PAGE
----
Skydiving company behind deadly Hawaii plane crash lacked proper permits, documents show

Kristin Lam

The company operating a skydiving plane that crashed and killed 11 people last month in Hawaii did not have proper permits for skydiving, according to documents released by the state on Wednesday.

Oahu Parachute Center was "not in good standing" with Hawaii's Department of Commerce and Consumer Affairs two months prior to the nation's deadliest civil aviation accident since 2011, the documents show.

Officials sent the company a permit application for skydiving operations in April and requested the plane's airworthiness documents along with nearly $30,000 in fees. 

The company was not a registered tenant for the state land it occupied, either. The owner had a 2010 permit that allowed parachute repairs and rigging, but it was for a company under a different name.

'Accidents continue to happen': Fatal Hawaii skydiving plane crash renews NTSB's call for stricter rules

Also this week, the National Transportation Safety Board released a preliminary accident report of the crash that killed all 11 people aboard.

In this June 22, 2019 file photo, the charred remains of a skydiving plane that crash on Oahu's North Shore are shown near Waialua, Hawaii. The skydiving company that was operating a plane that crashed and killed 11 people last month did not have the proper state permits to take people skydiving.

The aircraft collided with the ground after takeoff from Dillingham Airfield in Mokuleia on June 21. The evening flight was the fourth of five parachute jump flights scheduled for the day, according to the report. Two solo jumpers reportedly joined the flight at the last minute.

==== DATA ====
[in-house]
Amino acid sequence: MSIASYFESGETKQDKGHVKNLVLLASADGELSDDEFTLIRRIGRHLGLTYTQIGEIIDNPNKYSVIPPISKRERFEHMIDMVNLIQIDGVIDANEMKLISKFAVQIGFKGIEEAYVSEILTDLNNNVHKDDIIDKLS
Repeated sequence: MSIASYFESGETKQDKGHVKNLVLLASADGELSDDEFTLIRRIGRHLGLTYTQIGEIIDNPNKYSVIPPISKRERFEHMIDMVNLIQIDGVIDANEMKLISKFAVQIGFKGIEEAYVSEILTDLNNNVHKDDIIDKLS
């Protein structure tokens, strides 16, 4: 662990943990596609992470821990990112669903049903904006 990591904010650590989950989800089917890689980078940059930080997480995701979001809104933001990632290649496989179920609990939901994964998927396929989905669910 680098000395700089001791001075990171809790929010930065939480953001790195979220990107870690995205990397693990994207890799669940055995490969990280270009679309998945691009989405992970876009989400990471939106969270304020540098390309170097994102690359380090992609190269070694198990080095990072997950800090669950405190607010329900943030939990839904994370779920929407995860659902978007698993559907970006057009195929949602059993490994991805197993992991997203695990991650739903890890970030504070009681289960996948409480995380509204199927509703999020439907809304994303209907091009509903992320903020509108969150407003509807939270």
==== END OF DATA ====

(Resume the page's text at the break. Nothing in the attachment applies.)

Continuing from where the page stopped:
Safety board records show the aircraft was involved in a midair accident in northern California in 2016. It stalled three times and spun another three during a skydiving flight, forcing 14 skydivers to jump to safety.

The agency previously said it planned to review the plane's repair and inspection records from the accident. The preliminary report did not discuss such a review, noting most of the plane was destroyed by flames. 

Hawaii evicted the company from state land five days after the crash, citing law violations. It also revoked the 2010 permit. 

Oahu Parachute Center expressed its condolences to the crash victims on its website. 

"There are no words to describe the overwhelming heart break that we are all enduring," the website reads. "We are in full cooperation with HPD, the FAA, and the NTSB in hopes that we discover what led to this terrible event."

Contributing: The Associated Press 

This article originally appeared on USA TODAY: Hawaii skydiving plane crash: Company lacked proper permits, state says